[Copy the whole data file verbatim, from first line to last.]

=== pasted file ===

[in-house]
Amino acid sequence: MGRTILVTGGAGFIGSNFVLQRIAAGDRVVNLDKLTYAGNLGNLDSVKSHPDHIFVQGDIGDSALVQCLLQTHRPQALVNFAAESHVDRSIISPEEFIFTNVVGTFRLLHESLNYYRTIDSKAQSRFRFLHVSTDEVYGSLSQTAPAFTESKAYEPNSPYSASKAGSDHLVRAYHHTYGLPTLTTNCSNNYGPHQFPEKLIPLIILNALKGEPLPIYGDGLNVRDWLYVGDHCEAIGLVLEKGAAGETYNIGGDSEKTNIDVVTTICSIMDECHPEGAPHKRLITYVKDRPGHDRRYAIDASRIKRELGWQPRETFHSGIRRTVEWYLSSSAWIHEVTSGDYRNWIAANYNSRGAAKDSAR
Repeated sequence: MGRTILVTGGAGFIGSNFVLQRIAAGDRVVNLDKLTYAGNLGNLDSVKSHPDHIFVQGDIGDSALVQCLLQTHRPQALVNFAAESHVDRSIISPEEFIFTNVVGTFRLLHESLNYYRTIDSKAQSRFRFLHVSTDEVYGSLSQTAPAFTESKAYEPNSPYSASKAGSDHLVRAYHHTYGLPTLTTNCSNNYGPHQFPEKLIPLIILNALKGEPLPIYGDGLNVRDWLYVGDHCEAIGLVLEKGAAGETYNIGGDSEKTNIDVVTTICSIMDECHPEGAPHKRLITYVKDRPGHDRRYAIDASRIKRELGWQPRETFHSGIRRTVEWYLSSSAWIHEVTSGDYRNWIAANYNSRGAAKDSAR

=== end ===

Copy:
[in-house]
Amino acid sequence: MGRTILVTGGAGFIGSNFVLQRIAAGDRVVNLDKLTYAGNLGNLDSVKSHPDHIFVQGDIGDSALVQCLLQTHRPQALVNFAAESHVDRSIISPEEFIFTNVVGTFRLLHESLNYYRTIDSKAQSRFRFLHVSTDEVYGSLSQTAPAFTESKAYEPNSPYSASKAGSDHLVRAYHHTYGLPTLTTNCSNNYGPHQFPEKLIPLIILNALKGEPLPIYGDGLNVRDWLYVGDHCEAIGLVLEKGAAGETYNIGGDSEKTNIDVVTTICSIMDECHPEGAPHKRLITYVKDRPGHDRRYAIDASRIKRELGWQPRETFHSGIRRTVEWYLSSSAWIHEVTSGDYRNWIAANYNSRGAAKDSAR
Repeated sequence: MGRTILVTGGAGFIGSNFVLQRIAAGDRVVNLDKLTYAGNLGNLDSVKSHPDHIFVQGDIGDSALVQCLLQTHRPQALVNFAAESHVDRSIISPEEFIFTNVVGTFRLLHESLNYYRTIDSKAQSRFRFLHVSTDEVYGSLSQTAPAFTESKAYEPNSPYSASKAGSDHLVRAYHHTYGLPTLTTNCSNNYGPHQFPEKLIPLIILNALKGEPLPIYGDGLNVRDWLYVGDHCEAIGLVLEKGAAGETYNIGGDSEKTNIDVVTTICSIMDECHPEGAPHKRLITYVKDRPGHDRRYAIDASRIKRELGWQPRETFHSGIRRTVEWYLSSSAWIHEVTSGDYRNWIAANYNSRGAAKDSAR